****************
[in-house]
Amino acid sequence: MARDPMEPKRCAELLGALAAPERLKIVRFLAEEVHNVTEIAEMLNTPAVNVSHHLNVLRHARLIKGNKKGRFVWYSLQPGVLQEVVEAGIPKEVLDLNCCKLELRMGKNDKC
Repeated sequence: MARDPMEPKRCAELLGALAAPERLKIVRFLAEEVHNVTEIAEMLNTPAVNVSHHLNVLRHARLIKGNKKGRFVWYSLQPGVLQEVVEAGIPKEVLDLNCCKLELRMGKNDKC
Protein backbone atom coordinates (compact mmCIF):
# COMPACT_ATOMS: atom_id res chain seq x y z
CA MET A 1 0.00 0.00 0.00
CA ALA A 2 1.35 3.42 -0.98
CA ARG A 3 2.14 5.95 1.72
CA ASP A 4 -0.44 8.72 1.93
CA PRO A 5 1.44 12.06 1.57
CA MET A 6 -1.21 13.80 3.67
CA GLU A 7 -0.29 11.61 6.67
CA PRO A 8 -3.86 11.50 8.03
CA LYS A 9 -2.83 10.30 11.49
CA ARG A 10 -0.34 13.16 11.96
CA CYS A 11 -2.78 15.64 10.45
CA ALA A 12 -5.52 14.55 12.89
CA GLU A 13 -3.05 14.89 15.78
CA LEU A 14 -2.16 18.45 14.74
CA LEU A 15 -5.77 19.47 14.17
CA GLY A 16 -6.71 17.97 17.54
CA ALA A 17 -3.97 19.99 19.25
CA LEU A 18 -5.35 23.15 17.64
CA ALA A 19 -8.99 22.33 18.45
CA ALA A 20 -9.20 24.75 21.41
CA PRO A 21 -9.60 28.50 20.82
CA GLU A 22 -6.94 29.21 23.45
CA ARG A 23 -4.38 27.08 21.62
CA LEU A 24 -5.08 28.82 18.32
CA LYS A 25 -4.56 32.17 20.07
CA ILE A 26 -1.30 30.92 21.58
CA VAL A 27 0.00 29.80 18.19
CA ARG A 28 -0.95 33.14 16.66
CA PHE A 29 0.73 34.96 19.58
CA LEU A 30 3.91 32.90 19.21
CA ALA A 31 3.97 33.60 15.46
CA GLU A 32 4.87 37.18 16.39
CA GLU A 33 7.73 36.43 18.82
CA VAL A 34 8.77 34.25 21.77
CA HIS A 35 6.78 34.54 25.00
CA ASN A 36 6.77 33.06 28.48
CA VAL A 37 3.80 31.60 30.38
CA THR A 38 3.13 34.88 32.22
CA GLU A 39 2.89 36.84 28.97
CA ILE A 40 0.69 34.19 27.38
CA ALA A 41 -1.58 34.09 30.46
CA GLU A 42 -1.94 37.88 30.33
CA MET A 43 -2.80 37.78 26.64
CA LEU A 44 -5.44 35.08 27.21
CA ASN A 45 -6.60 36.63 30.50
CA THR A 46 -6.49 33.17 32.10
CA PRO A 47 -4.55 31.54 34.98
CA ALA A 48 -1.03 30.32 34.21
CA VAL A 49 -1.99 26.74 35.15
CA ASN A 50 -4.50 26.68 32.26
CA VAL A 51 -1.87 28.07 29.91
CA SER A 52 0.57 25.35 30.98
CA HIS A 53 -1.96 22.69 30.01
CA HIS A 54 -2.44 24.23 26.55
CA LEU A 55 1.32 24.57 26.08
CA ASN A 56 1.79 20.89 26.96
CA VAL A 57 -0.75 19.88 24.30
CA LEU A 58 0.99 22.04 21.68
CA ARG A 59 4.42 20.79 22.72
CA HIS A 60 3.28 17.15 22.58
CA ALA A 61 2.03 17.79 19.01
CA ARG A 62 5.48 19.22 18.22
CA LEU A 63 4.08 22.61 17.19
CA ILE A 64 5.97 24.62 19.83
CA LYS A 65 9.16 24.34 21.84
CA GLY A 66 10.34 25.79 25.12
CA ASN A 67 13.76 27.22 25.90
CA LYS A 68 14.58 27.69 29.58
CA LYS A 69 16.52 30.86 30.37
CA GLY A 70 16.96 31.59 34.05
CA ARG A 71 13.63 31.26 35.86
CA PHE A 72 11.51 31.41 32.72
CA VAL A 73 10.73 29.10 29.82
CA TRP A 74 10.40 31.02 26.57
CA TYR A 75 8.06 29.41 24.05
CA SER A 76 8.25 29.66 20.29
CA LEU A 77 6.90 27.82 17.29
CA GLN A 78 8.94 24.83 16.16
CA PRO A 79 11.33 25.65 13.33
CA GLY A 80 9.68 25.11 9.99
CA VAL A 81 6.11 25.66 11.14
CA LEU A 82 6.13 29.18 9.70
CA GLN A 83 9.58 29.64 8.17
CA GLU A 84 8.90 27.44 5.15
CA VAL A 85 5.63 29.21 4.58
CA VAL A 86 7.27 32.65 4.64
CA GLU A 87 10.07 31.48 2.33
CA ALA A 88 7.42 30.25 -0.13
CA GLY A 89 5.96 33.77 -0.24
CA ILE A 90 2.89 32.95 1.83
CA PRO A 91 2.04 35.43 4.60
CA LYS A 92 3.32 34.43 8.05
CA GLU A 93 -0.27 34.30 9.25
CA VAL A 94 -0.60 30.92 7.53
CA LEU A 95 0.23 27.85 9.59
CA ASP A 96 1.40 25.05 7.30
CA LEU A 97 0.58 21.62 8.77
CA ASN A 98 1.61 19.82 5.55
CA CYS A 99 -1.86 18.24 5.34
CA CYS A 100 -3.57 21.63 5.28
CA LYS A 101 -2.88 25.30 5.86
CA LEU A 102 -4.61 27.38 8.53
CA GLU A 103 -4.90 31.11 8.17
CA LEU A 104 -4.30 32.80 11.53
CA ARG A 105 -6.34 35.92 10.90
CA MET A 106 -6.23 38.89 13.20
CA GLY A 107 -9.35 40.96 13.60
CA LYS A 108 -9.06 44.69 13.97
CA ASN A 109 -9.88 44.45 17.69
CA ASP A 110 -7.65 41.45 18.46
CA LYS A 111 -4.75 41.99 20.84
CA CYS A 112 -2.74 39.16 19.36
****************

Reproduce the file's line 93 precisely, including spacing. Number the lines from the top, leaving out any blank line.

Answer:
CA ALA A 88 7.42 30.25 -0.13